One of my pet issues is how to decide which the environment projects should receive public funding. One of the factors influencing this decision is (or should be) the importance or value of the environmental outcomes that would be delivered. But whose judgements about importance or values should be taken into account?
There are at least three groups whose values might be influential:
- Environmental experts.
- The general public.
Environmental experts, such as ecologists, are crucial to decisions about environmental investments. We need their advice about threats to environmental assets, and about the effectiveness of different ways of managing them. However, they often also provide advice on priorities, which are, at least implicitly, value judgements. In my observation, many environmental scientists don’t appreciate how much of their own preferences and values they are injecting into this advice. This matters because studies have shown that the preferences of environmental experts are often rather different from the preferences of the general public (e.g. Seymour et al. 2011; Rogers 2013). The experts tend to be greener, and they emphasise factors that don’t matter as much to others.
The general public’s views about the relative importance of different environmental outcomes should be considered because (a) they pay the bills and (b) this is a democracy. The way that economists tend to approach Benefit: Cost Analysis implies that values expressed by the general public are the only values that should matter in these decisions. I don’t agree with that because, like many environmental scientists, I think that the ignorance of the general public is an important consideration. For example, people may feel that sea grass is not very important, but only because they are unaware of its contributions as a source of food and shelter for many marine organisms, or of its roles in stabilising the sea floor and maintaining water quality. Basing decisions on people’s expressed values could result in outcomes that they themselves are not happy with. At least some in the community are aware of their ignorance and feel that their own views are not sufficient to base decisions on (e.g. Clark et al. 2000).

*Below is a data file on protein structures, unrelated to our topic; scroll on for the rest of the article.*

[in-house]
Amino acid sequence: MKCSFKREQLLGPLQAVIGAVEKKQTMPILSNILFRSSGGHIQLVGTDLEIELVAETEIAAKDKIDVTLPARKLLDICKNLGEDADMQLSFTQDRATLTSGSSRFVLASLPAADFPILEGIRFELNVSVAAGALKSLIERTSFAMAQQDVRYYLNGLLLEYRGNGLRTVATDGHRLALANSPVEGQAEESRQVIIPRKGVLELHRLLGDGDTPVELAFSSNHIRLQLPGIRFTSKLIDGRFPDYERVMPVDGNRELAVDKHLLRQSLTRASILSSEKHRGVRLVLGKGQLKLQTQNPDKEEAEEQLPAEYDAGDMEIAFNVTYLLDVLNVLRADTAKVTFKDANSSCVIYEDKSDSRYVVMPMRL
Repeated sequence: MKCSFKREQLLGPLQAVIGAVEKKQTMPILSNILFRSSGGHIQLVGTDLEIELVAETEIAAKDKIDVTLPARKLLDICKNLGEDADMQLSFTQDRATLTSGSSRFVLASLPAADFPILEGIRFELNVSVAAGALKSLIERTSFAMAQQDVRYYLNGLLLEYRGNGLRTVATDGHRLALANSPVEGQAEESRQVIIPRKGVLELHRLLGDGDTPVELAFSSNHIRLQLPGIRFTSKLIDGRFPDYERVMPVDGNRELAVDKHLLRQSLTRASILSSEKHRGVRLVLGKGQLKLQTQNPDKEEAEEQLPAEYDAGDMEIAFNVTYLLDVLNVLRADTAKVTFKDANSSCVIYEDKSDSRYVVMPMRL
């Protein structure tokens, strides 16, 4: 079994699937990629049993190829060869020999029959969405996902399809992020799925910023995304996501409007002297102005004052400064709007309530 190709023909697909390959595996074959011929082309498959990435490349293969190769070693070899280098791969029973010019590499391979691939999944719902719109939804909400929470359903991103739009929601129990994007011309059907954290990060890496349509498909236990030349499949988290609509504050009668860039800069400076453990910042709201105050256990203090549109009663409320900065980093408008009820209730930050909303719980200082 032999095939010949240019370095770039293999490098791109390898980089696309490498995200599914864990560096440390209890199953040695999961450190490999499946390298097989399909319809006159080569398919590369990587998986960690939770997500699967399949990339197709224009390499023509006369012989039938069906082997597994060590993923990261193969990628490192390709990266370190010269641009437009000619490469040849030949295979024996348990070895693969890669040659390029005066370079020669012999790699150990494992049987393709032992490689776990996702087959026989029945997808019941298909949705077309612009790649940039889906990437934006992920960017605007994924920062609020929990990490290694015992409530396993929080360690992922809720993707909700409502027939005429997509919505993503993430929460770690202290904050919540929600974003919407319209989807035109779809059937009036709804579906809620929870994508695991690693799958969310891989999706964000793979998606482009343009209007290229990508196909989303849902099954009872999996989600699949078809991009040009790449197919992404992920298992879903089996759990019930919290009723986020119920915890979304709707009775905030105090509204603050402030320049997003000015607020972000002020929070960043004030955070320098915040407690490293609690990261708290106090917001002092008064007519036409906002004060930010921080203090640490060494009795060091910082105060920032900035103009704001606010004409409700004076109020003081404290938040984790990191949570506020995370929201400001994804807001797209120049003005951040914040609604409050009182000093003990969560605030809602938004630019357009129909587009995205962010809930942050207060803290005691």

Finally, there are politicians. Ministers have more influence than anybody else in the determination of environmental decisions. In principle, their decisions should reflect community preferences and expert advice, and sometimes they do. However, their own preferences and values also impinge. For example, this was starkly evident in the Abbott government’s decision making about climate change.
Although environmental values are crucial to sound public decision making, there is no clear-cut “correct” way to combine the values of these various groups. Somehow we need to factor in the preferences of the general public, but also account for the greater knowledge of experts, even though we know that their personal values may be different. (Politicians’ views should not matter in principle but inevitably will in practice.)
The INFFER framework (Pannell et al. 2012 – www.inffer.com.au) embodies a particular way to combine public and expert input when prioritising environmental projects. It’s not the only option, of course, but it does work quite well at bringing the values discussion to the surface.
Clark, J., J. Burgess, and C. M. Harrison. 2000. I Struggled with this Money Business: Respondents’ Perspectives on Contingent Valuation. Ecological Economics 33 (1), 45–62. Journal web site
Pannell, D.J., Roberts, A.M., Park, G., Alexander, J., Curatolo, A. and Marsh, S. (2012). Integrated assessment of public investment in land-use change to protect environmental assets in Australia, Land Use Policy 29(2), 377-387. Journal web site ♦ IDEAS page for this paper
Rogers, A.A. (2013). Public and expert preference divergence: Evidence from a choice experiment of marine reserves in Australia, Land Economics 89(2), 346-370. Journal web site
Seymour, E., Curtis, A., Pannell, D.J., Roberts, A. and Allan, C. (2011). Same river, different values and why it matters, Ecological Management and Restoration 12(3), 207-213. Journal web site